Why is measuring the success of a Web site by the number of hits it receives idiotic? "Click-stream has become a lot more sophisticated," Kaushik said during a keynote address at a conference hosted by the Magazine Publishers of America trade association on Tuesday. "What you should measure is quality."
One way to measure the quality of a site is a low bounce-rate--or the share of visitors who move onto another site rather than continue onto other pages within the same site. What does a high bounce rate tell you? Visitors are effectively saying, "I came, I puked, I left," said Kaushik.
According to Kaushik, top publisher sites are so often poorly designed because they rely too heavily on HiPPOs--another acronym that stands for the "Highest-Paid Person's Opinion."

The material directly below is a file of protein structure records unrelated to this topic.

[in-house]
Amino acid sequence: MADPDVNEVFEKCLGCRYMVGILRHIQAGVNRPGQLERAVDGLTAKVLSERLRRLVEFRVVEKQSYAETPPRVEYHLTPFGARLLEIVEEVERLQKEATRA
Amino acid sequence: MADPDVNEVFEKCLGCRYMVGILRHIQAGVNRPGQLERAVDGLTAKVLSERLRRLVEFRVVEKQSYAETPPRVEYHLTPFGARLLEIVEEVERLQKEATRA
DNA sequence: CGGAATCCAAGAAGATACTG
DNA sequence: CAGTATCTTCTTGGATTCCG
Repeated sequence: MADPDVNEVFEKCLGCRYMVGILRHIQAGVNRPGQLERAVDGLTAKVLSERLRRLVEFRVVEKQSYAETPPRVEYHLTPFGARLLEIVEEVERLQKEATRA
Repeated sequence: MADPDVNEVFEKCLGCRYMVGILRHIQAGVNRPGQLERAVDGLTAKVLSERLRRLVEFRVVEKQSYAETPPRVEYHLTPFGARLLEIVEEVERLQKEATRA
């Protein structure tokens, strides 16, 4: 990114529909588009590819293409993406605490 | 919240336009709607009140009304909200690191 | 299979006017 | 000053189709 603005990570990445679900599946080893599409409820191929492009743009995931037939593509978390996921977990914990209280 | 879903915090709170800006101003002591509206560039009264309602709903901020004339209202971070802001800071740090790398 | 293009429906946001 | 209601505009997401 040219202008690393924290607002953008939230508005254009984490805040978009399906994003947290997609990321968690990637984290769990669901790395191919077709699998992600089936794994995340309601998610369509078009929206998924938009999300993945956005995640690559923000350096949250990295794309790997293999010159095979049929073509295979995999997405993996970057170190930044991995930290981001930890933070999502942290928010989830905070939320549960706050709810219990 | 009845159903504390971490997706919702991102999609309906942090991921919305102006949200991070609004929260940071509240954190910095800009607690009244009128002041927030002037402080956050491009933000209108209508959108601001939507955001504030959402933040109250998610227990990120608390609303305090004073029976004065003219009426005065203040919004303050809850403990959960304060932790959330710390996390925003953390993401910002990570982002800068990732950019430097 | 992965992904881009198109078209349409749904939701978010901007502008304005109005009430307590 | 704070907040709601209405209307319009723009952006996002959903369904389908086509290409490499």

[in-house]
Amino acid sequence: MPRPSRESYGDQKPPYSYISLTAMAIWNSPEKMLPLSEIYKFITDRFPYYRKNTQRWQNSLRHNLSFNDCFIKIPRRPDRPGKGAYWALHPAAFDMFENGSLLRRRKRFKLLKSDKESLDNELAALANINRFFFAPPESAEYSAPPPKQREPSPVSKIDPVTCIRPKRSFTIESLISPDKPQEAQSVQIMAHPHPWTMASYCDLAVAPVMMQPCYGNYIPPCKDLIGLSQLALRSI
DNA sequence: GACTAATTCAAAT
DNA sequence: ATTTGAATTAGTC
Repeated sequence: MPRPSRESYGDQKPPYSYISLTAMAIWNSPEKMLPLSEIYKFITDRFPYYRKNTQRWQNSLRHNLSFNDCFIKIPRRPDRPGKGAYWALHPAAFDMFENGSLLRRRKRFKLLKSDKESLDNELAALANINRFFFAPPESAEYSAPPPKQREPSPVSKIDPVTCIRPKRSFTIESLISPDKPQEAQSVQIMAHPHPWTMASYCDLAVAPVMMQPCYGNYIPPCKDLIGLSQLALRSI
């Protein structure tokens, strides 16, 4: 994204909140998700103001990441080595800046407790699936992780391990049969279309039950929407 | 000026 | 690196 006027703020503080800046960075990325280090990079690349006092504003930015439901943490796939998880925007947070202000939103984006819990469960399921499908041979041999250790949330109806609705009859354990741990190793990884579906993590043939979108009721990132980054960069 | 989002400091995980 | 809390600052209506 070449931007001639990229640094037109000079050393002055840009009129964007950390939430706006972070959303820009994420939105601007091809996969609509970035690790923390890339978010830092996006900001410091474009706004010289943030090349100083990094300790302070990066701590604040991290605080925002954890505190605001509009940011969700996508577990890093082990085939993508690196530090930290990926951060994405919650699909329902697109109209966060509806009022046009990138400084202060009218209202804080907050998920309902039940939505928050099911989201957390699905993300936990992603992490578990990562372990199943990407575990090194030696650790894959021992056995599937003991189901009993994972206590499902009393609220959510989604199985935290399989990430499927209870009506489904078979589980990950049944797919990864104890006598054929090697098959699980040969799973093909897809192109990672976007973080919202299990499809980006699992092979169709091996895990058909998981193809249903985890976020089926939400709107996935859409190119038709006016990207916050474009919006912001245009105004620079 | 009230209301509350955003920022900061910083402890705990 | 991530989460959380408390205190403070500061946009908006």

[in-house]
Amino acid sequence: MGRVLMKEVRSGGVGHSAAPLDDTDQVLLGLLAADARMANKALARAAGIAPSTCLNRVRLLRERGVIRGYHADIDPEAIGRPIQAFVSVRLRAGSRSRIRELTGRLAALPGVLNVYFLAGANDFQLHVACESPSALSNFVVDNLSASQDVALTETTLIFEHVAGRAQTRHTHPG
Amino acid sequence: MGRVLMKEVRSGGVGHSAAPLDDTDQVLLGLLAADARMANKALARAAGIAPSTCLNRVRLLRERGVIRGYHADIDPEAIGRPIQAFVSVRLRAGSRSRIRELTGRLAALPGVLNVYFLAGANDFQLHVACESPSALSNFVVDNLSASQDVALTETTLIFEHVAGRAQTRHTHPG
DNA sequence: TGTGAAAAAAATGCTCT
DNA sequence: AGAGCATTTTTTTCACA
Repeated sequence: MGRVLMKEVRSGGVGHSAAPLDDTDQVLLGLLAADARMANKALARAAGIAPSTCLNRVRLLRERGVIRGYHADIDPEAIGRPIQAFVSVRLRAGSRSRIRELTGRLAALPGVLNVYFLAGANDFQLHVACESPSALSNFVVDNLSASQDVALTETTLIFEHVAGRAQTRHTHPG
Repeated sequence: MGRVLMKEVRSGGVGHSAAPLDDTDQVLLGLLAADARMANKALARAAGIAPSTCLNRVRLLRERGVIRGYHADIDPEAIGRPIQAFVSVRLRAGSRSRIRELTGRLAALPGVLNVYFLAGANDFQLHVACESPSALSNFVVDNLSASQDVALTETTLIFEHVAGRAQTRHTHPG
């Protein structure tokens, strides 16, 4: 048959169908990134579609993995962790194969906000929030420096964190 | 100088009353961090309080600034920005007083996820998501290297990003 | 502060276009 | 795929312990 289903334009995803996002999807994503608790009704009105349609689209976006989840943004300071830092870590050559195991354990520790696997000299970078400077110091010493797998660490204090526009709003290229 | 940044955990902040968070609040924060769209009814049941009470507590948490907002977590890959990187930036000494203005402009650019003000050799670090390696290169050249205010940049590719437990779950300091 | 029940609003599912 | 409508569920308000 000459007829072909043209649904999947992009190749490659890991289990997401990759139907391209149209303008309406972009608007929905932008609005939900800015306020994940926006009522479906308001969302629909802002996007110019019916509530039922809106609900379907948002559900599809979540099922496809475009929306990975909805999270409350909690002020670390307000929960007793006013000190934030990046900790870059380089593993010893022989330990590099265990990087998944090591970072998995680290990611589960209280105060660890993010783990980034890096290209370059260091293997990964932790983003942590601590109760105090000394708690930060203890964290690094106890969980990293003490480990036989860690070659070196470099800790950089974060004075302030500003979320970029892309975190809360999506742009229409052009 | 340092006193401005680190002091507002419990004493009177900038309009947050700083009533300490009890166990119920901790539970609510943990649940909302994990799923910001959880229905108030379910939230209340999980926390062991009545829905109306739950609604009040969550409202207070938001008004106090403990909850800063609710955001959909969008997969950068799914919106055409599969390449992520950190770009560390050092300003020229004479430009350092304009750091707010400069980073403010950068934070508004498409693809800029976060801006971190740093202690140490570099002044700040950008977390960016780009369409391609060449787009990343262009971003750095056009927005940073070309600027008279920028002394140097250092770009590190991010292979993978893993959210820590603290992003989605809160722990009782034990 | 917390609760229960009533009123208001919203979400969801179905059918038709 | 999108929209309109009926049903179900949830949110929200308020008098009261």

"Don't let your opinions get in the way of your success," pleaded Kaushik. Part of the beauty of Web sites, he said, is their "ability to be proven wrong fast."
Web sites are also "infinitely accountable," Kaushik said, unlike magazine print ads, which he described as "faith-based initiatives."
Publishers therefore must tirelessly test their Web sites to more effectively generate not hits, but "irrational loyalty, at scale," Kaushik said.
"You have massive, golden, authoritative content," Kaushik told attendees. Yet, acting solely in the interest of hits is a "fatal miscalculation."